THINGS I DON’T KNOW
As anyone who has raised children can tell you, it’s a humbling experience. Without kids you can easily travel through your polite adult life feeling competent and capable.
It’s a sham.
We arrange our environments carefully to delude ourselves into thinking we know a lot. We choose friends with similar interests who will only talk to us about things we know about. We get jobs that match our backgrounds so we can talk the talk that makes us look smart. And we can skillfully surf the web all the livelong day without the slightest fear that someone we meet there will ask us how something one types on a computer in Sheboygan can simultaneously appear in Sacramento, Fort Lauderdale, and Katmandu.
Children, however, do not hesitate to point out just how little we know. At least mine don’t.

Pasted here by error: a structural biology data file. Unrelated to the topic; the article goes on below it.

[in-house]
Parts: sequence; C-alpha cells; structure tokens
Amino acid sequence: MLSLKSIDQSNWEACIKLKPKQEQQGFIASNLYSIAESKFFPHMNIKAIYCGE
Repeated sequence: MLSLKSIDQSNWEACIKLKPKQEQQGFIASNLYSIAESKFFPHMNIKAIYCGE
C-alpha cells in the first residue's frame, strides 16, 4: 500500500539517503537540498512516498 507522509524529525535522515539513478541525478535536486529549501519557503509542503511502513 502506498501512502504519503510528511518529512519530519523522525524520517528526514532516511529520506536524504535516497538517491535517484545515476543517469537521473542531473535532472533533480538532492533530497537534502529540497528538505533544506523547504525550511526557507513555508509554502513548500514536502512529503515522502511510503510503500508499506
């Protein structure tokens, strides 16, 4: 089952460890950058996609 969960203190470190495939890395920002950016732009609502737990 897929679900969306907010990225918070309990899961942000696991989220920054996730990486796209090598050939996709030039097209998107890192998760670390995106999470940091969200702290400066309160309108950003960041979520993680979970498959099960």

My four-year-old is especially good at this. The answer she gets from me most often: “That’s just the way it IS.” To make matters worse, Little Bit tends to be cranky and demanding in her childish, center-of-the-universe way, and therefore believes that not only should I be able to explain the mysteries and inconveniences of the world, I should fix them too.
“Mommy,” she complained recently, “the sun is shining in my eyes!”
“Put your sunglasses on, sweetie.”
“I don’t like wearing my sunglasses! Why does the sun always shine in people’s eyes when they don’t like that?”
Tigger, who is hovering on the brink of eight, asks more sophisticated but similarly unanswerable questions. Today she perused the cover of Newsweek, which features a crucified Jesus.
“Mommy,” she wondered, “what does Jesus have to do with Christ? Isn’t Jesus a Jewish thing?”
“Ummm, he started out that way…”
It got worse. I swear this is an exact quote.
“Mommy, I would give anything to know this: why, by what logic, do people believe that Jesus was the son of god? He was just some guy. Where’s the logic?”
When we drive someplace in the minivan, Tigger sits in the way back and reads. Occasionally she glances up and shouts questions to me in the chauffeur’s seat.
Yesterday’s book: The Princess Diaries
Yesterday’s question: “Mommy, what does it mean to be ‘felt up?’”
At least I knew the answer.